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Real Estate - Residential

Area Housing Supply Expected To Stay Low

By Cece Nunn, posted Feb 9, 2018
Sources: metrostudy.com/N.C. Regional Multiple Listing Services (MLS)/builderonline.com
The Wilmington housing market is expected to remain strong this year and the next, although those in the real estate industry can expect to face some current and future challenges.
 
One of the main hurdles will be the area’s shrinking inventory and the inability of supply to keep up with demand.
 
“By our estimation, the Wilmington market will have a shortage of homes by as much as 1,500 units by 2019 based on the job growth rate that we’ve been having,” said Amanda Hoyle, regional director for Metrostudy whose territory also includes Raleigh/Durham and the Triad.
 
Hoyle presented on Jan. 31 this year’s annual housing forecast hosted by the Wilmington-Cape Fear Home Builders Association and Cape Fear Realtors.
 
Wilmington employers are adding jobs at a strong rate, which has led to the demand for housing to grow “slightly faster than the housing supply that we’ve got coming online. It’s really starting to chip away at inventory levels,” Hoyle said.
 
She said the N.C. Regional Multiple Listing Service statistics showed only a four-month supply of homes, while a six- to seven-month supply is considered the point of equilibrium.
 
“At four months, we’re now under supplied. That’s likely to get tighter. We’re expecting this to stay low in 2018, making it a seller’s market finally,” Hoyle said. “By comparison, both Raleigh and Charlotte were at about a two-months’ supply of existing inventory, which is really pushing builders to start making up some of that difference.”
 
Jeff Sweyer, owner of Century 21 Sweyer & Associates, said he’s seeing that nationally, according to the information presented by Hoyle and from Century 21 companies throughout the country, and locally, 2018 is expected to be another very strong year for the housing market, but “I think our biggest challenge will be the affordable housing that there’s such a lack of inventory under $250,000.”
 
The dwindling number of lots that will work in New Hanover County is another factor.
 
“We all have to get into the mindset that moving outside [of New Hanover] is OK because that’s where affordable housing is going to come from. But we’re very bullish on not just this year but the next couple years. We’re very optimistic,” Sweyer said after Hoyle’s presentation.
 
On the topic of expanding outside of New Hanover County, Sweyer said, “We’re seeing it on the border of Pender County and Onslow County. There’s an enormous amount of growth, and we think places like Burgaw, certainly Brunswick County, those areas are going to see tremendous growth over the next year to three years.”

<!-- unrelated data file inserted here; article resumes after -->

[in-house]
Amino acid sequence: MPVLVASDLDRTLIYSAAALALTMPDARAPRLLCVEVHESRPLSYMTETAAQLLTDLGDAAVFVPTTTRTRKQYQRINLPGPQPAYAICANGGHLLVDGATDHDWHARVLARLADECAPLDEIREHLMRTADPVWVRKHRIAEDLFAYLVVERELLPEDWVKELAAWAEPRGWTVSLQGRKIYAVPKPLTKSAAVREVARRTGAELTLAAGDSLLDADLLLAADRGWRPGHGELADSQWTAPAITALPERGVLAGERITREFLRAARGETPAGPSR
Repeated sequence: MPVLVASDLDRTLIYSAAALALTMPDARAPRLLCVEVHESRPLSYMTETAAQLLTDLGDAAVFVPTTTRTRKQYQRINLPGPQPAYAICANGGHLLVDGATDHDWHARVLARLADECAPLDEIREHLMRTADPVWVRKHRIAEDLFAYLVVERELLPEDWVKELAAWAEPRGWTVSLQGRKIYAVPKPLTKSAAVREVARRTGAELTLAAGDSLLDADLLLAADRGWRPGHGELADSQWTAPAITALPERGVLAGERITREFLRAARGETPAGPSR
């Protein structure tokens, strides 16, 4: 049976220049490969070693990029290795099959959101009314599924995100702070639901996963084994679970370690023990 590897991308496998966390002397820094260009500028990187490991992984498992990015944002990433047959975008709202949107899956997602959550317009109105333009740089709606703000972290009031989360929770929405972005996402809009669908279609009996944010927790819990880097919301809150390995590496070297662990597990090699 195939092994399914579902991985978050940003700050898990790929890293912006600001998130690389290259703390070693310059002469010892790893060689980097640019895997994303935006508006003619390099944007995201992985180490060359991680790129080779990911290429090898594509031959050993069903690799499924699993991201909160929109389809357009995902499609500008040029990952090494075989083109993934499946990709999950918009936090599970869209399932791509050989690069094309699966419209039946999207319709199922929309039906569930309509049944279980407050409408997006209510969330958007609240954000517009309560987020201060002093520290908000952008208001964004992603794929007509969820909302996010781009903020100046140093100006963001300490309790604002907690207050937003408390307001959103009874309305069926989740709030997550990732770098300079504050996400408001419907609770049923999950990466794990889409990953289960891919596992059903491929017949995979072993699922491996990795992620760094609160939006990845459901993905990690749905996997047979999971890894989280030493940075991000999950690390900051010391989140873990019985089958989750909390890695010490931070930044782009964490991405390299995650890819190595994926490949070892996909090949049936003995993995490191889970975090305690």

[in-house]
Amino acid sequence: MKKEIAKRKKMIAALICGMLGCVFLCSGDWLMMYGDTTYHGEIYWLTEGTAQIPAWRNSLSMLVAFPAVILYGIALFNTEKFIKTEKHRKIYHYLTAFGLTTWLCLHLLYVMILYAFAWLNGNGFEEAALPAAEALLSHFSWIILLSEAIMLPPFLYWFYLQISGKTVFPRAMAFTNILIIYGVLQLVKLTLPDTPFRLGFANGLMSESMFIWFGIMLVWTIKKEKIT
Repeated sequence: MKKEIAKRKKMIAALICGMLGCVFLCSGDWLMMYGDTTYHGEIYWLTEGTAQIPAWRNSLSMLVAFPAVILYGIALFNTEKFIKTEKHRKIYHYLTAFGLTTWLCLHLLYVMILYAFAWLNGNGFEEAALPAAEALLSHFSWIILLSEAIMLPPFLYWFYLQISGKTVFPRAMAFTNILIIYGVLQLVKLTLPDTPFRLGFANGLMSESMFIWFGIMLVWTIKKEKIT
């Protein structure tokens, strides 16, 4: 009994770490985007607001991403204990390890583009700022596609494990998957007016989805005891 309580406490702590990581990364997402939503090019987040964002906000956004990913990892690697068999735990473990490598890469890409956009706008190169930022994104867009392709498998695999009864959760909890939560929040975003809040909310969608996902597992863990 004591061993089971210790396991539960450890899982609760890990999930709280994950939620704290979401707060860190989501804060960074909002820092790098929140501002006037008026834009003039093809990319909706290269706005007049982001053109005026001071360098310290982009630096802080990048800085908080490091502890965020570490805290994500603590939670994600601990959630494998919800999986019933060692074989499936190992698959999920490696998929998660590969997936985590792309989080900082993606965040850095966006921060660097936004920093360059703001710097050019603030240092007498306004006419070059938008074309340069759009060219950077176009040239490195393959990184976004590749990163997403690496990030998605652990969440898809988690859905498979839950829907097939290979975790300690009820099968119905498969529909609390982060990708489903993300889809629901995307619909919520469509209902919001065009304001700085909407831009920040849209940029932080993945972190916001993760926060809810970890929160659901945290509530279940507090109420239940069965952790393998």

While 4,100 jobs were added in Wilmington over the past 12 months, according to Hoyle’s numbers from the Bureau of Labor Statistics, potential homebuyers who are no longer in the workforce will remain a major demographic among those moving to the state and area.
 
“We are a very attractive state for the retirement communities,” Hoyle said during her presentation. “That’s why age-targeted communities are doing so great and selling so well.”
 
Hoyle brought up the topic of retirees when looking at the number of people who are not participating in the labor force. The challenge for an area that has a low unemployment number is that the labor pool is smaller, and with numerous retirees in the Cape Fear region, it can impact potential economic development.
 
It’s a trend “that employers who are looking to come into North Carolina, they’ll be paying attention to this, wondering if there is a workforce large enough for them to pull from.”
 
At the same time, the age group of people who are 70 and older is greatly outpacing growth in some of the other age brackets, making it critical for homebuilders to add housing options for that demographic to respond to demand, Hoyle said.
 
The team of experts at Metrostudy predicts that by the end of 2018, the 30-year interest rate will be closer to 4.7 percent.
 
“Hopefully, it’s gradual enough not to derail the progress we’ve been making, but 4.7 percent is historically pretty low. We’ve all gotten spoiled,” Hoyle said.
 
That could lead to some people deciding to stay put rather than buy a new home because they’ve refinanced at an even lower interest rate, she said.
 
A low supply of homes also means more people are turning to the resale market, and, in turn, more are turning to the remodeling market.
 
For remodeling, “demand is going to remain high in the foreseeable future,” Hoyle said.
 
The average home sales price for a new home in Wilmington was up about 9 percent in 2017 over the previous year, to $281,603, while the average price for an existing home rose nearly 9 percent to $247,854. Median home sale prices in both categories rose about 7 percent to $265,700 for a new home and $191,500 for an existing home, according to Metrostudy numbers.
 
Prices will plateau at some point in the years to come, making it important for homebuilders to choose carefully when selecting land now for building in the years 2020 and 2021, Hoyle said, because they won’t be able to factor in raising the price of the new home on the back end.
 
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